By then, Illich was famous—and no longer conducting official priestly duties. CIDOC’s activities had raised the suspicions of some local members of Opus Dei, and in proposing reforms in Church governance, including declericalization, Illich had made enemies within the Vatican too. In 1968, the Holy Office launched an inquisition, questioning him about his doctrinal opinions. Illich refused to answer—the process was rigged against him, he maintained—and he stressed his complete orthodoxy. The inquisition delivered no verdict, but Illich chose to withdraw from the active priesthood. He would celebrate occasional private Masses, and he never stopped viewing himself as a man of the cloth, but his days as an official man of the Church were over.
The jet-setting guru phase of Illich’s career then began, based on books of social thought that were intellectual grenades. One that retains particular relevance today is 1971’s Deschooling Society, a polemic against the “world-wide ‘cargo cult’” of government schooling. In Puerto Rico, Illich had come to see state education as a form of “structured injustice.” Every young Puerto Rican entered the system—but few made it all the way through. It was, Illich observed, as if a system had been invented “for producing dropouts,” compounding “the native poverty” of many of the children with a “new sense of guilt for not having made it.” The same dynamic was at work in wealthier societies, he believed.
Deschooling Society depicted the modern educational system as a totalizing, quasi-religious institution. Not only did it indoctrinate captive subjects, often against their families’ beliefs—think of the imposition of critical race theory or gender ideology in today’s grade schools; it was compulsory for years, just as church attendance was traditionally required for salvation. The teacher, Illich explained, took on the roles of “pastor, prophet and priest—he is at once guide, teacher and administrator of a sacred ritual.” Most perniciously, thanks to the system, official accreditation became expected for most jobs, even when the work was unrelated to anything taught in the classroom. Degrees really served as a social-status sorter—and now, as Cayley underscores, the required credentials demand (at least) sixteen years of schooling, and a majority of young people never get them. The system perpetuated itself ritualistically and attacked its critics relentlessly, as parents fighting racialized curricula recently discovered when teachers’ unions got President Joe Biden’s Justice Department to declare them potential terrorists.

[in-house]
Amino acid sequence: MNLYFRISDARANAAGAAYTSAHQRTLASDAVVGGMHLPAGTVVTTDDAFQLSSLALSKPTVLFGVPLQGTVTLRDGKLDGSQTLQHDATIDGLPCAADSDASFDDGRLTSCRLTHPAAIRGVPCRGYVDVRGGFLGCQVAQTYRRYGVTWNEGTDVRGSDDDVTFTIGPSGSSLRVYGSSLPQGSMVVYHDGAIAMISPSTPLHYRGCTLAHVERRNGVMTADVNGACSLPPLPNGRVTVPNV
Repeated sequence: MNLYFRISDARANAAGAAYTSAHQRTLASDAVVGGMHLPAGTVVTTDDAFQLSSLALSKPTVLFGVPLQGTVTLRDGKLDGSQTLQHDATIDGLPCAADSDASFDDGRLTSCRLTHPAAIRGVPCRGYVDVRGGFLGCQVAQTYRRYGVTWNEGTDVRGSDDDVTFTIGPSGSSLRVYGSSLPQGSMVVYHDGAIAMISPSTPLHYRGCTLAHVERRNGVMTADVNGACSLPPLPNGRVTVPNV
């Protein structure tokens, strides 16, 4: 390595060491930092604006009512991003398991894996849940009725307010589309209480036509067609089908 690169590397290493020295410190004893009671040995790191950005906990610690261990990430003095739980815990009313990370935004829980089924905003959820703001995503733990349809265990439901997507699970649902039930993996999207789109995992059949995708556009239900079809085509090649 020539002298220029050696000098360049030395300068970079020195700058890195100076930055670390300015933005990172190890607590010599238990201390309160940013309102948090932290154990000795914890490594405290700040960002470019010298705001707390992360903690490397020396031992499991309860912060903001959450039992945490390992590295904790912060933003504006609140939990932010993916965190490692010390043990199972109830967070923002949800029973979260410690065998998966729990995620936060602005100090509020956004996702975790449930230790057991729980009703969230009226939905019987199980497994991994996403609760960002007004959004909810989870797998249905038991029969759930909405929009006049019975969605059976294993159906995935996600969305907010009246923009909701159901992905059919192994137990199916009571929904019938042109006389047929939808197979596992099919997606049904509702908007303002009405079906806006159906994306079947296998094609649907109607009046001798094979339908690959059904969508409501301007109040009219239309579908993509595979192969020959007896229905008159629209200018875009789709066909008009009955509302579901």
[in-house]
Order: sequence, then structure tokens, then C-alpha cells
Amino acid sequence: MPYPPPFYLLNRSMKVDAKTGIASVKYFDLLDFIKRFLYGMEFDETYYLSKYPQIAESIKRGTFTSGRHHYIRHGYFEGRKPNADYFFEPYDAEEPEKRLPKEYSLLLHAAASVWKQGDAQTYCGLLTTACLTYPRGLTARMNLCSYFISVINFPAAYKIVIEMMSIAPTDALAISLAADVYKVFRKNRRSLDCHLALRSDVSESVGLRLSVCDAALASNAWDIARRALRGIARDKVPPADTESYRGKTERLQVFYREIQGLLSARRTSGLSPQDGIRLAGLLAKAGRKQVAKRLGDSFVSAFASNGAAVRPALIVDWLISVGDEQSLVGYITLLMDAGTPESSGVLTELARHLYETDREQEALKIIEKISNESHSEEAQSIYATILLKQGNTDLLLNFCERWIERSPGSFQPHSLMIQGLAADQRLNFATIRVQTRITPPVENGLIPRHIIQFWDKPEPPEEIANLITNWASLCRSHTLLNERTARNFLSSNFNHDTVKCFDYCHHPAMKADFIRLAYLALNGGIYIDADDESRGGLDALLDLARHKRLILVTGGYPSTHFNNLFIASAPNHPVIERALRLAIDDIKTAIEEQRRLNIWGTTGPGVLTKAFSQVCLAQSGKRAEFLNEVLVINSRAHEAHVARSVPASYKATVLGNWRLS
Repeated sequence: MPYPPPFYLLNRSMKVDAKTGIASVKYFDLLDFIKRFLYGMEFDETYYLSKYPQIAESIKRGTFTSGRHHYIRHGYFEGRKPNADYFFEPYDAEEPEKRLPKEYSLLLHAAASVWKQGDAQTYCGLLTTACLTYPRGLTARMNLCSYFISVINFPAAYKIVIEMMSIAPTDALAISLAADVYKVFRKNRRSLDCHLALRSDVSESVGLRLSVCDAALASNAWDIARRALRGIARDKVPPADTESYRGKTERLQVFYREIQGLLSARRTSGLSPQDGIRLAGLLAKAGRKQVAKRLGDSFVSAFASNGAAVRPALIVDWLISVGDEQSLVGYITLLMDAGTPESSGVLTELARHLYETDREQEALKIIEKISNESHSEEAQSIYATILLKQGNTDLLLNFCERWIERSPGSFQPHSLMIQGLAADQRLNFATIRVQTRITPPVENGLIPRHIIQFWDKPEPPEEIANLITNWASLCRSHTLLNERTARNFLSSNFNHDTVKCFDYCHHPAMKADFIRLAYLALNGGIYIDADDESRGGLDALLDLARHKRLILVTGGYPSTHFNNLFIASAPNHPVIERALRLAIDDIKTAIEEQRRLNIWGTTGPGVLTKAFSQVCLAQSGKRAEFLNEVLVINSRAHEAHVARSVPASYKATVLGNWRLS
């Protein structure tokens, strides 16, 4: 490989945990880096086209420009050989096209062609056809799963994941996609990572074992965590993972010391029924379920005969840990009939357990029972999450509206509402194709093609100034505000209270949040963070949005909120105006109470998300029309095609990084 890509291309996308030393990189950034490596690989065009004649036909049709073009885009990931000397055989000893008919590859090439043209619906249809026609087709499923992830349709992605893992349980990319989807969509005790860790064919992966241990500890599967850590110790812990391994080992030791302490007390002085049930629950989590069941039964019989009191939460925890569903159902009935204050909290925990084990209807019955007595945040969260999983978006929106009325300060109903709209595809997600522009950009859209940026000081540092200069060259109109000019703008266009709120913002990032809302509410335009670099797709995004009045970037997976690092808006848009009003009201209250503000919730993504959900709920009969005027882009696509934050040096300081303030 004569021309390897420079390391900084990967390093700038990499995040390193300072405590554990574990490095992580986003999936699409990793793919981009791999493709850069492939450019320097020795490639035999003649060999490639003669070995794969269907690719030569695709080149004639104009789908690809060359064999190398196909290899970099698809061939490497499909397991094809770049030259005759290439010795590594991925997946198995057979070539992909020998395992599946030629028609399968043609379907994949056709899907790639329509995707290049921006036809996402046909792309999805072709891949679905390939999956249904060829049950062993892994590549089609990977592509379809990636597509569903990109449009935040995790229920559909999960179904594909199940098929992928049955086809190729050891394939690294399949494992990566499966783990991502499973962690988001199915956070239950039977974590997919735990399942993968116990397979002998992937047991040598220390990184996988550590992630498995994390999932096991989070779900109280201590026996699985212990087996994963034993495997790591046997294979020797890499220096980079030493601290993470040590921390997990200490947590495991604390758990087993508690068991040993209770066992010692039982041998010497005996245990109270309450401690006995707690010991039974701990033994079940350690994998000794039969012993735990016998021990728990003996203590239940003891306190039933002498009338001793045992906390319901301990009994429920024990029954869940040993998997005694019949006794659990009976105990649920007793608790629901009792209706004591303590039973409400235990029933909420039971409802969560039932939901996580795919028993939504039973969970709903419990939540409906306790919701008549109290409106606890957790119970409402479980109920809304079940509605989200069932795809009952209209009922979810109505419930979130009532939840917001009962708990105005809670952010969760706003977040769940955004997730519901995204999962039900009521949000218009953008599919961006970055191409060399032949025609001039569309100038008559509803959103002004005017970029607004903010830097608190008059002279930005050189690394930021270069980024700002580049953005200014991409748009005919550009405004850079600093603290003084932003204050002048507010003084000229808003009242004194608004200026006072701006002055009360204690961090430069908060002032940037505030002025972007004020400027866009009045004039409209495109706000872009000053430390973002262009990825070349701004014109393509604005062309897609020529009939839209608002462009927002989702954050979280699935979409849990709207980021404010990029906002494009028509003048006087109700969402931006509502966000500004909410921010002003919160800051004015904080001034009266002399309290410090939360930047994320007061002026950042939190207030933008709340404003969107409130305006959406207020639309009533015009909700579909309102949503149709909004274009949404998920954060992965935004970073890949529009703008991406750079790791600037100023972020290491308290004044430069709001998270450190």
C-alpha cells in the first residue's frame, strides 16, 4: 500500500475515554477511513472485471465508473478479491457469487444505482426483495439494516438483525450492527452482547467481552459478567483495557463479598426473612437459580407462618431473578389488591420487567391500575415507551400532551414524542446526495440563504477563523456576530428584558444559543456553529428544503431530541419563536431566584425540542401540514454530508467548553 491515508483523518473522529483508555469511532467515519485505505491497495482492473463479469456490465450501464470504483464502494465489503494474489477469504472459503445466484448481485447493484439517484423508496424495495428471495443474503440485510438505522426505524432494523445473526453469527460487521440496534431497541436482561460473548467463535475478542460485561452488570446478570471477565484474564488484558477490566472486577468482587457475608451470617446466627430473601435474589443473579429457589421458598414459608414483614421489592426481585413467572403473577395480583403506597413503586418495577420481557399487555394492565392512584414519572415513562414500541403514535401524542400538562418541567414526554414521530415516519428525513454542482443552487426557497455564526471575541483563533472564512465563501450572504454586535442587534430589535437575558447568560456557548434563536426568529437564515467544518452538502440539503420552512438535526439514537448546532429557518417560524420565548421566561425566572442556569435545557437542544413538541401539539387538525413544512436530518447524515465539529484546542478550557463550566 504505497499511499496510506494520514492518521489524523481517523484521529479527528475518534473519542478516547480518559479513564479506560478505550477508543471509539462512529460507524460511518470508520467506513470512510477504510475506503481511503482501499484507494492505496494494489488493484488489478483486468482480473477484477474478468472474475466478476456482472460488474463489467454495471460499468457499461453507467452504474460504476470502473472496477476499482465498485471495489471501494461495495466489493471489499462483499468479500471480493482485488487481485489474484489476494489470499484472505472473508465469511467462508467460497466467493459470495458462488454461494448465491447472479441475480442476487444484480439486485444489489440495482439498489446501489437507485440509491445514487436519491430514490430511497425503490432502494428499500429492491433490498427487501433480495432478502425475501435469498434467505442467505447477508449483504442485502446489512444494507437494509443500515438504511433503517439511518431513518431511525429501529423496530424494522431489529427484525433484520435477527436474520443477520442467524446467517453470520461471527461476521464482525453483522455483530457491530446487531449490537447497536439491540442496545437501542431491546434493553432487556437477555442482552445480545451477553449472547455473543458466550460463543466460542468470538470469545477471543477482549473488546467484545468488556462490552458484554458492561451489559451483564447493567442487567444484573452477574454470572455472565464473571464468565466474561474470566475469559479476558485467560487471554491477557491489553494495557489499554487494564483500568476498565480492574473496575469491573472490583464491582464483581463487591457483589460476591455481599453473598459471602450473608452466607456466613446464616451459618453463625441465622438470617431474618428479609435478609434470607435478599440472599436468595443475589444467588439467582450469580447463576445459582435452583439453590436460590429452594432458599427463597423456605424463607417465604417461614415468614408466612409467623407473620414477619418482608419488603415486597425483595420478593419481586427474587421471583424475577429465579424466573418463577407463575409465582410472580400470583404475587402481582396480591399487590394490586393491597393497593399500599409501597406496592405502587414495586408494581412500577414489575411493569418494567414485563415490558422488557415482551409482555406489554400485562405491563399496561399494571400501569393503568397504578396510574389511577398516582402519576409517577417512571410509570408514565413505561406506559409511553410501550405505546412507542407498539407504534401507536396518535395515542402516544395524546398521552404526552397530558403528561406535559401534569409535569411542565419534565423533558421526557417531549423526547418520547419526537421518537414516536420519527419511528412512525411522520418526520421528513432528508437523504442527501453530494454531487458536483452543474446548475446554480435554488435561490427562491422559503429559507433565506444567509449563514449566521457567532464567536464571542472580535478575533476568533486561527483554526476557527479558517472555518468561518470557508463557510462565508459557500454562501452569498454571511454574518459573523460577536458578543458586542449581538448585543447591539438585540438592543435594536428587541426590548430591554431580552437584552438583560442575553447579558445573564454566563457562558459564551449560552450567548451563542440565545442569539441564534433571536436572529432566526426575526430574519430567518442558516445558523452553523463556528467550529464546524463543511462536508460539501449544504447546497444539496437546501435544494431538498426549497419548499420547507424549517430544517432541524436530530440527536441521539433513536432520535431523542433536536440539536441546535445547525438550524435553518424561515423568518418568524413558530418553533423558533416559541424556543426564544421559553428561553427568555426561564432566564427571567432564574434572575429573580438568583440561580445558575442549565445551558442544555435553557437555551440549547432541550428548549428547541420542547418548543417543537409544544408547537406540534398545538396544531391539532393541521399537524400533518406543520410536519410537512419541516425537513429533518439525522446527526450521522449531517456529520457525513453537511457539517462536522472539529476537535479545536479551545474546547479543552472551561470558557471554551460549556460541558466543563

It was time to disestablish schools, and to conceive new possibilities. Education wouldn’t vanish, Illich emphasized. After all, people have always sought out knowledge through libraries, apprenticeships, friends, and mentors. Such activity would persist after the overthrow of the existing system. Schools would still exist, too, he noted, but they ideally would be more “convivial” institutions, open to all on a voluntary basis. And why couldn’t demonstrated competence, not an earned degree, be the criterion for employment, status be damned?
Critics of Deschooling Society blasted Illich for being a “romantic Rousseauian,” as social critic Daniel Bell called him. But this is unfair. His book was often visionary, predicting, for example, a post-disestablishment proliferation of “learning networks,” with computers connecting eager learners with willing educators—and this long before the explosion of free internet instructional programs. One need not endorse Illich’s entire argument—few, say, would want to abolish compulsory education entirely—to recognize the potency of his criticisms of the suffocating, imagination-free current system, and the potential of a pluralistic, decentralized, and freedom-based learning environment. Illich’s influence on the homeschooling movement has been significant.
Modern medicine was another institutional nightmare, in Illich’s view. In his ambitious 1975 book Medical Nemesis, he explored the various dimensions of iatrogenesis: physician-caused illness. Clinical iatrogenesis was the most familiar: adverse reactions to drugs, catching an illness at the hospital, botched operations—everyone can recount horror stories they have heard or endured themselves. A second form was social. It occurs, Illich wrote, when
the medical bureaucracy creates ill-health by increasing stress, by multiplying disabling dependencies, by generating painful new needs, by lowering the levels of discomfort and pain, by reducing the leeway that people are wont to concede to an individual when he suffers, and by abolishing even the right to self-care.
America’s opioid-addiction crisis, fueled by unscrupulous pharmaceutical companies, would be a current example.